Progressive Reform and Progressive Politics

July 16, 2013
posted by Bob Bauer

Rick Hasen has thoughtful advice for progressives on campaign finance reform, and it can be summed up as an exhortation to live to fight another day. He counsels against misguided gestures (constitutional amendments), empty gestures (“lip service” to reform without action) and giving up altogether and moving on to other issues. Richard L. Hasen, Three Wrong Progressive Approaches (and One Right One) to Campaign Finance Reform, UC Irvine School of Law Legal Studies Research Paper Series No. 2013-117 (Forthcoming in Harvard Law & Policy Review)

There is much Hasen has offered for reflection and discussion, but there are two issues—one of diagnosis and the other of prescription—that his analysis quickly raises.

The diagnostic move he makes is to regret, as he has elsewhere, the loss of Justice O’Connor and her replacement with Justice Alito. The turn in the Court, he argues, was a 180 degree turn, Id. at 4 and he suggests that progressives can bide their time, revamp progressive jurisprudence for a new day, and hope for an eventual change in the composition of the Court in their favor. “The pre-Alito regime was not entirely coherent,” he states, but “the jumble of rules did strike a delicate balance between free speech rights and anti-corruption and political equality.” Id. at 5.

About this point one could have doubts. Justice O’Connor’s jurisprudence was inconsistent and unpredictable: she tended to call the cases as she saw them. The result was, as Rick has noted, that the Justice shifted her position twice on the constitutionality of corporate spending bans. In Austin v. Michigan Chamber of Commerce, 494 U.S. 652 (1990), she joined Justice Kennedy in dissenting from the state’s regulation of independent expenditures, and it bears recalling Kennedy’s position that speech restrictions cannot vary with the identity of the speaker—a central ground of the Court’s later decision in Citizens United. Id. at 699.

Rick has lauded Justice O’Connor for saving McCain-Feingold with her vote in McConnell, but he has also accepted that there was a cost: McConnell is not a triumph of doctrinal clarity or rigor. On another occasion, Rick has called it a “failure,” and he gave no quarter in describing this failing, writing that the Court majority “engaged in unusually sloppy and incomplete reasoning to justify its holdings” and—

The result is jurisprudential incoherence and a lead opinion in the most important campaign finance case in a generation that appears to pay only cursory attention to the First Amendment interests that must be balanced in evaluating any campaign finance regime.

Buckley is Dead, Long Live Buckley: The New Campaign Finance Incoherence of McConnell v. Federal Election Commission, 154 U. PA. L. Rev. 32-33 (2004)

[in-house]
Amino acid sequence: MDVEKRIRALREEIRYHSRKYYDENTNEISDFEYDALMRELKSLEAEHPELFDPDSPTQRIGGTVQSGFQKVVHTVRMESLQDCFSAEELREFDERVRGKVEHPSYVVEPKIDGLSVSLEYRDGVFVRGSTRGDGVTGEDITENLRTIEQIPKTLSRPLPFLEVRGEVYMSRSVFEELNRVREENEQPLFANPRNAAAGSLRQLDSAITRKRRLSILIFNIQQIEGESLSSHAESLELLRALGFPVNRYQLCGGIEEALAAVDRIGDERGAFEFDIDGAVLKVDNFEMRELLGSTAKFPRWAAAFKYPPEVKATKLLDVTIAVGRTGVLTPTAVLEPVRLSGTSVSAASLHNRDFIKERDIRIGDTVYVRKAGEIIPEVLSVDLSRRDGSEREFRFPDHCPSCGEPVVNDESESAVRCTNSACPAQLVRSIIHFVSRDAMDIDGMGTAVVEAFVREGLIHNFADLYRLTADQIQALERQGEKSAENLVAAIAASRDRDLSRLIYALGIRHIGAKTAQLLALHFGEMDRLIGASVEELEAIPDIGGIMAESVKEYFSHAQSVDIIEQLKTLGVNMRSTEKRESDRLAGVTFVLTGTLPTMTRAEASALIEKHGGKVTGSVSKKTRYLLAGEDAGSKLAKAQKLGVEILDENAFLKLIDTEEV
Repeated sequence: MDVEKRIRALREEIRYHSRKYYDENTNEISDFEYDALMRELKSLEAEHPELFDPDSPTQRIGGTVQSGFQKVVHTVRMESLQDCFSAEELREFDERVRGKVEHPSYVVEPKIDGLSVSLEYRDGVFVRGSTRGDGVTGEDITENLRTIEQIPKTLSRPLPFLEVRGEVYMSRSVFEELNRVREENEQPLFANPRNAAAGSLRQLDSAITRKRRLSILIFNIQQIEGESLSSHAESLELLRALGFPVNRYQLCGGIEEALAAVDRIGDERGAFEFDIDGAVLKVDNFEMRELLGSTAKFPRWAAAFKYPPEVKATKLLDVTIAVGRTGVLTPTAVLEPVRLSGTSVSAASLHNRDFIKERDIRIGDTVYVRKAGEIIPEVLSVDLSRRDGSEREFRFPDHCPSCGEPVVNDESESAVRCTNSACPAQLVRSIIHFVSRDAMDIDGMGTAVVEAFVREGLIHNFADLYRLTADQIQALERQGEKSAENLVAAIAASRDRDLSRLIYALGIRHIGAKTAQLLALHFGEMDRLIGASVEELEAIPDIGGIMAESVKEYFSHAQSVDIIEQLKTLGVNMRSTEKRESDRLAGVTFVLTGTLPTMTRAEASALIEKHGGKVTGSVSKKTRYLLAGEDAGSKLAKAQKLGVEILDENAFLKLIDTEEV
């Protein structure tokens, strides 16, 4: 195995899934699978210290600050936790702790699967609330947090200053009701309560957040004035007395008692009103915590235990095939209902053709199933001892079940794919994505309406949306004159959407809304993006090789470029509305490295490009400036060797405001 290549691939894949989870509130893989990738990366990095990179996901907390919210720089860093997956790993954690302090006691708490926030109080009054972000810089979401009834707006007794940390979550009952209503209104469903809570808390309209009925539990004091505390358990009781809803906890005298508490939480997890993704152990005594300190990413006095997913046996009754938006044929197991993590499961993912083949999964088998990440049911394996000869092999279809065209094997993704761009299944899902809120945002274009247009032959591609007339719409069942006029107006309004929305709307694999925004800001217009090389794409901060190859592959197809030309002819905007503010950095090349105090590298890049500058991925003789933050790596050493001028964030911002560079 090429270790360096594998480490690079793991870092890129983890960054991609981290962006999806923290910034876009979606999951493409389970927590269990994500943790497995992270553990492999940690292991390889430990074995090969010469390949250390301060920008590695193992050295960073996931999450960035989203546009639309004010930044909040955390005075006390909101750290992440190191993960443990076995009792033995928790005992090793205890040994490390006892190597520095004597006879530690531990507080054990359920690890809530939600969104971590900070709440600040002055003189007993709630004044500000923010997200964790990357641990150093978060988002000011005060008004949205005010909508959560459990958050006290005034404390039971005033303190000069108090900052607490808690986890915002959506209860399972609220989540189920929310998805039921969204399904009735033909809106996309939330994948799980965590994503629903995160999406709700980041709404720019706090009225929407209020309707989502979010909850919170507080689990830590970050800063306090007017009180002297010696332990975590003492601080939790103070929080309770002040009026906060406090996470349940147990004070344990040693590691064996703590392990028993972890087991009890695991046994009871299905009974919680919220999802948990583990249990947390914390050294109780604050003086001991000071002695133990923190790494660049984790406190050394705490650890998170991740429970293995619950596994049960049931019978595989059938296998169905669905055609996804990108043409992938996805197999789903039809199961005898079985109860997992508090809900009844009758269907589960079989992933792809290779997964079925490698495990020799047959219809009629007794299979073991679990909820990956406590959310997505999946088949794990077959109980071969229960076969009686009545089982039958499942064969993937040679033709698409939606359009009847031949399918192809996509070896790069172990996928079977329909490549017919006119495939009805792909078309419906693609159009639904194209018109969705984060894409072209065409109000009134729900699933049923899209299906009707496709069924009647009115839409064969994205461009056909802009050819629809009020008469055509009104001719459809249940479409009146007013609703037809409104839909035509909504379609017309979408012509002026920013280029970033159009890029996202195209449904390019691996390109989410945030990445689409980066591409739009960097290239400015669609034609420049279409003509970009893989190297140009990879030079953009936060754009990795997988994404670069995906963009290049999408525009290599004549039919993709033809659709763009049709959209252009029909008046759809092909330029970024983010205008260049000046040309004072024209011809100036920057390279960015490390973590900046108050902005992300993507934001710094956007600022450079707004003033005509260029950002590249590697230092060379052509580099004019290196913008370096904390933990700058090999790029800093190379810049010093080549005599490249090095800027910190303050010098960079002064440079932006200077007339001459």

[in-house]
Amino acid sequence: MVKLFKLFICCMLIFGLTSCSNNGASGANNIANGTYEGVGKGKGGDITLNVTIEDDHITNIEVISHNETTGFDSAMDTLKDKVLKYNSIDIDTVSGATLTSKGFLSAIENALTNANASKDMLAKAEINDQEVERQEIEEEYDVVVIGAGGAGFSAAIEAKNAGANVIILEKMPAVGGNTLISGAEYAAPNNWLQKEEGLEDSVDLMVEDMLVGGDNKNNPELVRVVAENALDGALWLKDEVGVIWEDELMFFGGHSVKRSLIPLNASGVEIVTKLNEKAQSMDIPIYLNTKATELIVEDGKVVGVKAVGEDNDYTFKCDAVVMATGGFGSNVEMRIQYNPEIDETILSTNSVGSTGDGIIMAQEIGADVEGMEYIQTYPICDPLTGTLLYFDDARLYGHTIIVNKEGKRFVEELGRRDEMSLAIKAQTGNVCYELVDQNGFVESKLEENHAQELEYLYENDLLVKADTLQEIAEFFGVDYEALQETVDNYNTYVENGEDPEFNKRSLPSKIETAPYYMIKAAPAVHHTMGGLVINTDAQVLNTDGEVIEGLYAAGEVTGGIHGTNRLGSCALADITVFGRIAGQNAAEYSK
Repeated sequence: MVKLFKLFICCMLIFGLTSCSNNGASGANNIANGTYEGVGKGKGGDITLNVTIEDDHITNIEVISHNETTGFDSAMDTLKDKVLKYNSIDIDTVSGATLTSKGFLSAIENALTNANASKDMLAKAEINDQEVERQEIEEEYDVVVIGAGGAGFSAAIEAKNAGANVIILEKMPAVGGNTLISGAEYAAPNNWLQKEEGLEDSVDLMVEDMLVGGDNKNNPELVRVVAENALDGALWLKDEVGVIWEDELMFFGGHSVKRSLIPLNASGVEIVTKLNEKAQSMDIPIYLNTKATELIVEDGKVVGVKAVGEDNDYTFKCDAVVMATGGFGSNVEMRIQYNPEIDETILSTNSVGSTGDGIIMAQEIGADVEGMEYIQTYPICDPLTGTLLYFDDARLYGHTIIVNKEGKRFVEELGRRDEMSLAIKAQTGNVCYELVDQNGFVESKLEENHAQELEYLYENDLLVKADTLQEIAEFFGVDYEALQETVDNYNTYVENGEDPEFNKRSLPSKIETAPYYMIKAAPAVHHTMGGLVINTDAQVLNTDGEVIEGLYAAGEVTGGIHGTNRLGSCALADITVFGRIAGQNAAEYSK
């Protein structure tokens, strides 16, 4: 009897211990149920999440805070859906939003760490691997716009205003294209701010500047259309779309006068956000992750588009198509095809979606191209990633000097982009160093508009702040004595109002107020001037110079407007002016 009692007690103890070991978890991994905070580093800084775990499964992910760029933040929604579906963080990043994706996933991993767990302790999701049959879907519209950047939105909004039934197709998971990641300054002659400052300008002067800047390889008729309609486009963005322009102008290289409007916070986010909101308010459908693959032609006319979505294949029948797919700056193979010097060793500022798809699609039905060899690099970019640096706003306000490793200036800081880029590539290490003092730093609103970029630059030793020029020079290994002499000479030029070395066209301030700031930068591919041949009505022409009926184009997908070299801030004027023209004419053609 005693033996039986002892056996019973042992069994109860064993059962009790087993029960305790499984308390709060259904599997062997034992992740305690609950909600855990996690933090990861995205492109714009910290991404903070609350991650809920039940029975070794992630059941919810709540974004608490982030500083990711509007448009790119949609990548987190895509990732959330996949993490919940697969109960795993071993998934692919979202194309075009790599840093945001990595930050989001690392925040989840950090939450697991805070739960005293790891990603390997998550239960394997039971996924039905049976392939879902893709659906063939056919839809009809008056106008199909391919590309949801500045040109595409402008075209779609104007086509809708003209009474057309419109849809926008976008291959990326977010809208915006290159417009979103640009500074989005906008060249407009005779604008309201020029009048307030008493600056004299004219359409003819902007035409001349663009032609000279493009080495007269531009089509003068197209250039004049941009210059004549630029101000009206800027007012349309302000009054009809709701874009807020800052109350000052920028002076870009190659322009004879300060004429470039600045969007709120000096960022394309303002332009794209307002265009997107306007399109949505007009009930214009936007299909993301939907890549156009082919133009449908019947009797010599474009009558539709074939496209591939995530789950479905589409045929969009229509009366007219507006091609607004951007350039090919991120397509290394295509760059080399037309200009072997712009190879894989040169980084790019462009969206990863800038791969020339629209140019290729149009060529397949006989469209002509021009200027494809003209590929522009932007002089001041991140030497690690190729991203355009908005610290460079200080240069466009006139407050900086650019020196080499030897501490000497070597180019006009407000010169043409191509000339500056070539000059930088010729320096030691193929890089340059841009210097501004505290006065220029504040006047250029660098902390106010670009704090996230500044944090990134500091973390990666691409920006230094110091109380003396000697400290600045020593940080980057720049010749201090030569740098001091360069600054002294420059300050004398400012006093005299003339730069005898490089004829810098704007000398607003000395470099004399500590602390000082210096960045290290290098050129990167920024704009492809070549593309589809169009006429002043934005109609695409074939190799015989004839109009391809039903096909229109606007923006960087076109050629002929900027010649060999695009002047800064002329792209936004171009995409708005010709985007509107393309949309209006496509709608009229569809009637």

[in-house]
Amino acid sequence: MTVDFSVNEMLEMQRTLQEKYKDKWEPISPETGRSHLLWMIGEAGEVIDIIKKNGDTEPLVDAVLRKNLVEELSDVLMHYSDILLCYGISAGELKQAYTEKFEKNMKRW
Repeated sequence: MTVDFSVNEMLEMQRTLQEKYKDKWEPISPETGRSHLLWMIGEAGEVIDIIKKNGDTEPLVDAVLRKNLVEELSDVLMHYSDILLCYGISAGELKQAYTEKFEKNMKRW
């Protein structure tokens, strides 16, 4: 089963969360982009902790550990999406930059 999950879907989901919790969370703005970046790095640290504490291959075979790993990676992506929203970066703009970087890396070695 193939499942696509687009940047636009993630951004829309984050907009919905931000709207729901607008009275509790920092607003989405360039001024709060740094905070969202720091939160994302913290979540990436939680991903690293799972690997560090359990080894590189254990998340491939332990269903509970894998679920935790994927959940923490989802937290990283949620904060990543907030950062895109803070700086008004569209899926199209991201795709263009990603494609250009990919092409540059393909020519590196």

It is reasonable to prefer an outcome at the price of doctrinal messiness—reasonable even to prefer it to a vote the other way that is cast on the basis of a consistent jurisprudential hostility to the campaign finance laws. But then it is fair for others to point out that the O’Connor performance did not necessarily set the standard to which progressives should refer in planning for the future. For if “the key is to lay the groundwork for the Supreme Court to reverse Citizens United and other cases, returning to its role of carefully balancing rights and interests in this very difficult arena,” Justice O’Connor’s handiwork in McConnell does not represent the “careful balancing” he is looking for. Three Wrong Progressive Approaches, at 14.

And while the current failings of the campaign finance regulatory regime include much of what troubles Rick, the law was not in particularly good shape before. It is a mild understatement to say that the “pre-Alito regime was not entirely coherent.” Rick refers to it as a “jumble of rules” which he believes somehow struck a “delicate balance” between free speech rights and regulatory interests. By a straight definition of the term, “jumble” suggests disorder, untidiness, even chaos. Whether a “delicate balance” emerged from this clutter is open to serious question.

Then, in its prescription of steps for a resurgently progressive jurisprudence, Rick’s presentation raises a vital question of emphasis. While insisting that regulation should be reasonable and “only reasonable,” Id. at 15, Rick seems largely concerned with establishing a foundation for limits. In practice this has meant that campaign finance regulation begins with the construction of limits and restrictions and then identifies exemptions and accommodates constitutional requirements, such as protecting independent expenditures. In the resulting “jumble of rules” the “delicate balance” Rick calls for has proven elusive. Perhaps the time has come to reverse the order of emphasis and consider what is required for the next-generation model of political engagement and participation, and then build into it appropriate, carefully fashioned limitations and disclosure requirements. What comes first in the progressive rebuilding project may make considerable difference.

Stated another way: progressive campaign finance reform should be developed within, and not apart from, a conception of vigorous political action. Rick Hasen sets as progressive goals “protecting robust free speech to deterring corruption and promoting equality.” Id. Included in the list should be the goal of effectively “doing politics,” and it should not be tacked on to the end.

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